Next week Jim Lynch will be in Boston for the annual conference of an I.I.I. subscriber, the Workers Compensation Research Institute (WCRI). Here’s his preview:
WCRI is known for its painstakingly objective analyses of workers comp trends in more than a dozen large states. Lately mainstream media have noticed WCRI, particularly this New York Times article, in which researchers found that when the prices of common dosages for back pain were capped, California doctors switched to dosages whose prices were not capped. This allowed them to charge about five times more per pill.
Physicians tend to charge considerably more than pharmacies when they dispense drugs, a phenomenon WCRI studies regularly. The costs and consequences of physician prescriptions is one of the main topics of the first morning of next week’s conference. (Registration and other details here.)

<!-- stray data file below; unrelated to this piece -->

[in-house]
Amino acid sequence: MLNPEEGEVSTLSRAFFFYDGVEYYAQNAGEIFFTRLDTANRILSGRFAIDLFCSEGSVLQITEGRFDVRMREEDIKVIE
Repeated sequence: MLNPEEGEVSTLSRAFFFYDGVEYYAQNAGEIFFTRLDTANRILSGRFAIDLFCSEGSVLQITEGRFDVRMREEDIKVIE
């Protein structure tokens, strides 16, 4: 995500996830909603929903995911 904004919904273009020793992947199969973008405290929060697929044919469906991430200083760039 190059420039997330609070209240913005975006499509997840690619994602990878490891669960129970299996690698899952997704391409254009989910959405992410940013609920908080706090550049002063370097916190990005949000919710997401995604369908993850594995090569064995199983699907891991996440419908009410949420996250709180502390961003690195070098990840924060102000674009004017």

Day Two will feature a topic in which I’ve become more interested in recent weeks — the ability to opt out of the workers comp environment entirely.
For about a century workers comp has been a pact that has bound employers to employees in liability law. Workers give up their right to sue if they are injured on the job. Employers agree to pay for all injuries at work, regardless of how they occurred.
For decades Texas was the only state that didn’t follow these rules. Employers could opt out of the system, but they lost the considerable common law defenses employers usually enjoy. Workers’ Comp Insider has a nice overview of the Texas system.
In 2014 Oklahoma became the second opt-out state. Tennessee lawmakers have proposed their state become the third, even as Oklahoma’s law faces a constitutional challenge, as Business Insurance reports.
At the WCRI conference opt-out will get a hearing. A representative from retailer Nordstrom, which supports opt-out measures, will discuss the matter with an AFL-CIO representative and one from PartnerSource, a company that helps successfully opt-out.
Follow my live-tweeting of the conference @III_Research and check back for another blog post.
Update: Aw, shucks. I learned early Thursday that the opt-out session at the WCRI conference has been canceled. I’ll still be going to the conference.
I.I.I. offers facts and statistics on workers compensation.